On Tuesday night at Ascension, the eco fashion shop in St Christopher’s Place in London, customers and knitting fanatics alike gathered to discuss all things knitwear over a glass of bubbly and a mince pie or three (all organic of course!) Those who braved the miserable weather to get there were treated to a series of talks on knitwear by those in the know.
First up was Sury Bagenal, head of fashion at Ascension, who spoke about forthcoming trends in knitwear. We now know to look out for conceptual shapes inspired by nature, i.e. sea pods, which envelop the wearer. Sury also hinted at a ‘return to lost crafts’, which inspired pull on shrugs which resemble tea cosies, and lots of smocking elements within different garments. We are also to see a continuation of the layering trend which has been around for a few seasons now, with an emphasis on knitted socks, leggings and long scarves. In terms of colour there are a few different palettes to choose from, including basic monochrome, Prada inspired russets and browns, and then a primary coloured mix of reds, yellows and blues.
Moving from the next season to seasons past, Lina Weber, editor of QueensOf Vintage filled us in on the modern history of knitwear from the ‘20s up to present day. In amongst the better known facts of the history of knit such as tubular 20s dressed and 50s sweetheart sweaters, were the lesser known, and I for one learned lots. Did you know, for example, that many women in the 20s would make their own cloche hats? I also learned that in the 30s humour was the order of the day, and as such it was not uncommon to find knitwear with knitted bugs crawling up the sleeves. Also my favourite type of knit, the Fair Isle, was the most popular in post war Britain.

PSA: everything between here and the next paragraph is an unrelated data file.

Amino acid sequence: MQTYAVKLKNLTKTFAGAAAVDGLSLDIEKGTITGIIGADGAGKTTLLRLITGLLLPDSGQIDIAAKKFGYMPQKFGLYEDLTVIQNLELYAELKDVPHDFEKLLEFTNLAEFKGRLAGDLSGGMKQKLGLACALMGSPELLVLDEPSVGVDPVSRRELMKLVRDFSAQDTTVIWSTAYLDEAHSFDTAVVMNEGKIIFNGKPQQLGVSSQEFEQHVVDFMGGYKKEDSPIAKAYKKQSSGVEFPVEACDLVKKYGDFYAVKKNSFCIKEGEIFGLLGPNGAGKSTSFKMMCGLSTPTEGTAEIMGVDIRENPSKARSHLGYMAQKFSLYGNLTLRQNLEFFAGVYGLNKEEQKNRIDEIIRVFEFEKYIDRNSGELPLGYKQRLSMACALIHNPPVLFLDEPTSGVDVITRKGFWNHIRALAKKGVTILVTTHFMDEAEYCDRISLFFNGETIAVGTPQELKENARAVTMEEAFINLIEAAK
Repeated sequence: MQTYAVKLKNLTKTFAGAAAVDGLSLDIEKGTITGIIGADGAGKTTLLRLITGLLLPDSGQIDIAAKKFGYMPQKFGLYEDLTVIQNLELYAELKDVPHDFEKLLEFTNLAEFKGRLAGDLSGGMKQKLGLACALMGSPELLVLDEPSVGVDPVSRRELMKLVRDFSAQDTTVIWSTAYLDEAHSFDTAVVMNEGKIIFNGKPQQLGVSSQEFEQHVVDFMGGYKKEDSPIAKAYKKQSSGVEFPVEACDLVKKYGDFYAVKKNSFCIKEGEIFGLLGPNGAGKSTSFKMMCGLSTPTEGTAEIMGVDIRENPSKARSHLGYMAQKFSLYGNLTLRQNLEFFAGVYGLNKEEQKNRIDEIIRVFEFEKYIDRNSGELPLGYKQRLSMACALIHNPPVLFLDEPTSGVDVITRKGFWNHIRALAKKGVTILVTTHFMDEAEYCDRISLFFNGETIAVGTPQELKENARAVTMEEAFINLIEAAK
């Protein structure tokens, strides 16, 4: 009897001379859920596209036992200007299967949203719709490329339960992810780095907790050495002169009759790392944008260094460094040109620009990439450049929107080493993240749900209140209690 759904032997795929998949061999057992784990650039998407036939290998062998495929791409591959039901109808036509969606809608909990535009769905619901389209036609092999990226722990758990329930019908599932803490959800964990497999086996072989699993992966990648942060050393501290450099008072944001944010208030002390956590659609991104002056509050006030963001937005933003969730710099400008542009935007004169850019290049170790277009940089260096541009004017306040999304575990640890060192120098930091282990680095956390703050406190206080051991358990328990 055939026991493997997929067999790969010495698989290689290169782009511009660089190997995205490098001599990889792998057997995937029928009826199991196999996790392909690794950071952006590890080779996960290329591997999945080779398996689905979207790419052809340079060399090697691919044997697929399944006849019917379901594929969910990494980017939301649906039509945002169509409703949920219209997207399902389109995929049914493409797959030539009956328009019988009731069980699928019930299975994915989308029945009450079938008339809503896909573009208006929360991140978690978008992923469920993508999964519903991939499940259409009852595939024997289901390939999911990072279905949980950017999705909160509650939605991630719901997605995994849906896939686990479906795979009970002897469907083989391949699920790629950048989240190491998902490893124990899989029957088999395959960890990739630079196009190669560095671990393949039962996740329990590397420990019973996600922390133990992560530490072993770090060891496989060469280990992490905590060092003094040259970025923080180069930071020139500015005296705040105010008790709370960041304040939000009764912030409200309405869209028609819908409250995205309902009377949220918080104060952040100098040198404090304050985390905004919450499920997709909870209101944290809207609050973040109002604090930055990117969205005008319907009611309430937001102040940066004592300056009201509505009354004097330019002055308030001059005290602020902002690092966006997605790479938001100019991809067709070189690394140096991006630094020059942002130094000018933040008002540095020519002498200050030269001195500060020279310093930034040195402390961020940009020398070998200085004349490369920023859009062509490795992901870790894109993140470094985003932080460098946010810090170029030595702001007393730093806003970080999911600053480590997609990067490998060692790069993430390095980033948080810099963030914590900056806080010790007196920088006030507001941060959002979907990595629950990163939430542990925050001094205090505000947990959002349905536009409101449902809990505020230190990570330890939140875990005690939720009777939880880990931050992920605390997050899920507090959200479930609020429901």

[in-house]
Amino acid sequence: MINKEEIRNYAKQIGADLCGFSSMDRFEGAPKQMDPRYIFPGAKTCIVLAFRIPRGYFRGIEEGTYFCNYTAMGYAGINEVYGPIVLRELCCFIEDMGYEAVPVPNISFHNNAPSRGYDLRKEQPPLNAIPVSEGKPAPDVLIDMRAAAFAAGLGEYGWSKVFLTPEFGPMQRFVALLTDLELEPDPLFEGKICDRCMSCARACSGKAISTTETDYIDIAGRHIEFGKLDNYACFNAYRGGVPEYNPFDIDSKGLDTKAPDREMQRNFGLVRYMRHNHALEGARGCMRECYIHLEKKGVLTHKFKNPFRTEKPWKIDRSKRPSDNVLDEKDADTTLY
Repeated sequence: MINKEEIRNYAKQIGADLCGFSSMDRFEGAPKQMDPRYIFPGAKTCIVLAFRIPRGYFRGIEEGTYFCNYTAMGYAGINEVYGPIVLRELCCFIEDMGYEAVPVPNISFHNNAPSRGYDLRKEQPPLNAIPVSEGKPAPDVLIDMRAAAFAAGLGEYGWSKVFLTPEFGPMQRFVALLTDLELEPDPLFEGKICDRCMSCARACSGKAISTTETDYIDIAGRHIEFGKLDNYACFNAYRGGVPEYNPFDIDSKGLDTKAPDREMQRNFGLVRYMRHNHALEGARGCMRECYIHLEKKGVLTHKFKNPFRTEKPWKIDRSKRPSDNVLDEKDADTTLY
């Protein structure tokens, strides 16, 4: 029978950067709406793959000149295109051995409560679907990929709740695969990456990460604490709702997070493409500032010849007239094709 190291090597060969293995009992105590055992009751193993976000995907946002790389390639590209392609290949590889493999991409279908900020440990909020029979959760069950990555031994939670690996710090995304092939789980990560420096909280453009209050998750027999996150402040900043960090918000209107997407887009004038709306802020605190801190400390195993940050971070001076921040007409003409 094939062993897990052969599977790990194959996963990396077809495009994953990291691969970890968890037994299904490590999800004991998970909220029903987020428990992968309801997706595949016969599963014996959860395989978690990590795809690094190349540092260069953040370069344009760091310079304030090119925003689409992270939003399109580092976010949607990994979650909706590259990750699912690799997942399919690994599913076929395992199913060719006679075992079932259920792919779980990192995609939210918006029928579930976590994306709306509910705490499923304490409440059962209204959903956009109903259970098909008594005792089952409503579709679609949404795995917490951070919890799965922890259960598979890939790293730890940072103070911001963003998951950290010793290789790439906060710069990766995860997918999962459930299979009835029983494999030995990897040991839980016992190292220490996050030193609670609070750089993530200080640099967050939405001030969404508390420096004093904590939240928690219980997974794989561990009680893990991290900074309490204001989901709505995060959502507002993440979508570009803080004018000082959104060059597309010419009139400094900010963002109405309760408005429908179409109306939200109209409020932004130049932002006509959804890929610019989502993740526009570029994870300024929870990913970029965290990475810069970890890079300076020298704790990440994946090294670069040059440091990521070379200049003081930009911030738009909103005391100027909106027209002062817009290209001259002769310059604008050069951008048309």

Bringing us back to the preset day was Anya Swire from ethical fashion label Frank and Faith who shared her experiences with trying to build a clothing business based in Britain which uses British products. Essential to the ethos of Anya’s company is the nurturing of British industry. Based in Dorest, the label tries to support small factories and businesses in their local area, and this also ensures their clothes are produced ethically. Anya inevitable mentioned the disastrous effect large morally-void chains are having on British Industry and indeed on the environment, however she was optimistic that brands such as Frank and Faith, and shops such as Ascention are making a marked and positive difference.
Afterwards the experts were on hand to answer any burning knit related questions; otherwise we were free to browse the shop, champagne in hand, and take advantage of the 20% off knitwear promotion that is running until the end of the week. At the end of the evening I left a few lbs heavier and a few £s lighter!
To mark the close of knitwear week tomorrow (15 December) Ascension has secured two knitters from The North Circular (a collaboration between models Lily Cole and Katherine Poulton and knitwear brand Izzy Lane). The guest knitters will be knitting live for two hours in the shop window in the St Christopher’s Place store from 3 – 5pm and will be on hand for knitting tips afterwards.
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